Industrial robots increase wages for employees
In addition to increasing productivity, the introduction of industrial robots has increased wages for the employees. At the same time, industrial robots have also changed the labour market by increasing the number of job opportunities for highly skilled employees, while opportunities for low-skilled employees are declining.
The study "Robots at Work," written by Georg Graetz, a researcher at the Department of Economics, Uppsala University, and Guy Michaels, London School of Economics, examines the impact of industrial robots on jobs, productivity and growth. The study, an empirical analysis of the economic effect of industrial robots, is based on statistics from 17 countries from 1993 to 2007 in 14 different types of industries.
Industrial robots are programmable and are widely used for assembly, packaging, inspection and agricultural harvesting. During the period under study, use of industrial robots increased sharply, while the price of the robots declined by about 80 per cent, taking into account increased quality.
Job opportunities and wages
"We can see that industrial robots increase employee wages and increase productivity and that the number of jobs for low-skilled employees, and also to some extent for the medium-skilled, decreases, while job opportunities for the highly skilled increase," says Georg Graetz.
In other words, the analysis shows that industrial robots increase wage levels for the employees.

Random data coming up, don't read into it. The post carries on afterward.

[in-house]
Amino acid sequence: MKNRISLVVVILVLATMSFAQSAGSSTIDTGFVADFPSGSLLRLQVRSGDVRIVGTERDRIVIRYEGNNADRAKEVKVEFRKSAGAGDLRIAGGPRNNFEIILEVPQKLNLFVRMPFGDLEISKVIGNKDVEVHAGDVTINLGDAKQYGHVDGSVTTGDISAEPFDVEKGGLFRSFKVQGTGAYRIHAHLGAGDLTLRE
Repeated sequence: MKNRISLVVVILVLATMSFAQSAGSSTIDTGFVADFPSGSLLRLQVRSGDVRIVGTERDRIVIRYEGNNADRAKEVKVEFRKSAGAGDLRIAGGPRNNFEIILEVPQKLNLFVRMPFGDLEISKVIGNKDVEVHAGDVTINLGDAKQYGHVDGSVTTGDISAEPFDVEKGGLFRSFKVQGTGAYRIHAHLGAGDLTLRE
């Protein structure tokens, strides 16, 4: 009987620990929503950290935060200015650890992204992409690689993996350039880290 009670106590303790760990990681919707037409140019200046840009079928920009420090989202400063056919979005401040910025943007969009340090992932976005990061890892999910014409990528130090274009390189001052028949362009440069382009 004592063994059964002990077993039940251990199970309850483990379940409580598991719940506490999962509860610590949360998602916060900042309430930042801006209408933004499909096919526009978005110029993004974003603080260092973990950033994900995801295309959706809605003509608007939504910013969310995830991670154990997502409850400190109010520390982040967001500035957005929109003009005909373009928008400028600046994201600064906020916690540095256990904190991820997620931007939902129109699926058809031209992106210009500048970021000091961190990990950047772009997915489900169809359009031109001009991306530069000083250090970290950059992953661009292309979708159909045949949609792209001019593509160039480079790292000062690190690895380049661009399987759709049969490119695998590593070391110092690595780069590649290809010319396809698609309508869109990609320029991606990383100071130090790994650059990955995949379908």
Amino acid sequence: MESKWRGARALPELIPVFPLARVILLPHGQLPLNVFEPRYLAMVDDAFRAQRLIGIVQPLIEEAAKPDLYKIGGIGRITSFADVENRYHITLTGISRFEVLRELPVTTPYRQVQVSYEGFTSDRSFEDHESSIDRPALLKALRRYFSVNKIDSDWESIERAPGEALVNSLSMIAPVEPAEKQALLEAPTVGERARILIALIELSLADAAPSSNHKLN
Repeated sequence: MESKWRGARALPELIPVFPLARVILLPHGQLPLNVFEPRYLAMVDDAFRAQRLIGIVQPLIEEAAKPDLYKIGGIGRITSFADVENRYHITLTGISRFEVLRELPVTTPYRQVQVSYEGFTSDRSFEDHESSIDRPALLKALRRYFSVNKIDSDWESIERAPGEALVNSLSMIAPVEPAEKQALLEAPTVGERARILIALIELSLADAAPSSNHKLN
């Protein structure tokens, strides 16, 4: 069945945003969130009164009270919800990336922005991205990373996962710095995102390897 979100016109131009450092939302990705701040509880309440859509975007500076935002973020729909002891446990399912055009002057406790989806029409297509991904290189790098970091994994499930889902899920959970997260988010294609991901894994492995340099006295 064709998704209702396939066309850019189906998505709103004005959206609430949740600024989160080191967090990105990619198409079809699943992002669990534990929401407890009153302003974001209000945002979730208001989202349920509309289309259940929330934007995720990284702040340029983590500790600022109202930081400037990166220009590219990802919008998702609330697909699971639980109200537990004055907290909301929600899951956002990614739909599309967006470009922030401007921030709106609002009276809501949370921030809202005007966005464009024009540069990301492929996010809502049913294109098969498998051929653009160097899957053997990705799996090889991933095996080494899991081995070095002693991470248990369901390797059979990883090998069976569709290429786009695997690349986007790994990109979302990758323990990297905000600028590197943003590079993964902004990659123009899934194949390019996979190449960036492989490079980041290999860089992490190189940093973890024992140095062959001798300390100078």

"Most likely the profits realised through the introduction of robots are divided among the company and its employees."
The composition of the labour market is changing towards a higher proportion of highly educated employees, while at the same time the study suggests that the total number of jobs is not affected by industrial robots.
Industrial robots increased the annual growth in GNP in the countries surveyed by 0.37 percentage points, and labour productivity increased by 0.36 percentage points.
"This means that without industrial robots, growth in labour productivity would have been about 5 per cent lower during the 14 years we have studied."
The contribution of robots to the economy is comparable to the economic importance of the railways in the 19th century or the more recent contribution from information and communication technology.
"In this context, it is interesting to note that industrial robots account for only 2 per cent of capital, which is much less than technological driving forces for growth in the past."
Of the surveyed countries, the number of robots increased most in Germany, Denmark and Italy. Countries that had a more rapid increase in the number of robots also had a greater increase in labour productivity.
Continued increases in productivity likely
The results of the study suggest that an increasing number of robots produces a reduced increase in productivity – that is, there is a limited potential for utilising robots in production. But researchers still believe that robots will continue to contribute to an increase in growth and productivity.
"Industrial robots are evolving and will be able to do more. At the same time, new types of robots are coming, such as medical robots that can perform surgery or different types of robots for transport. This development will contribute to continued growth and production increases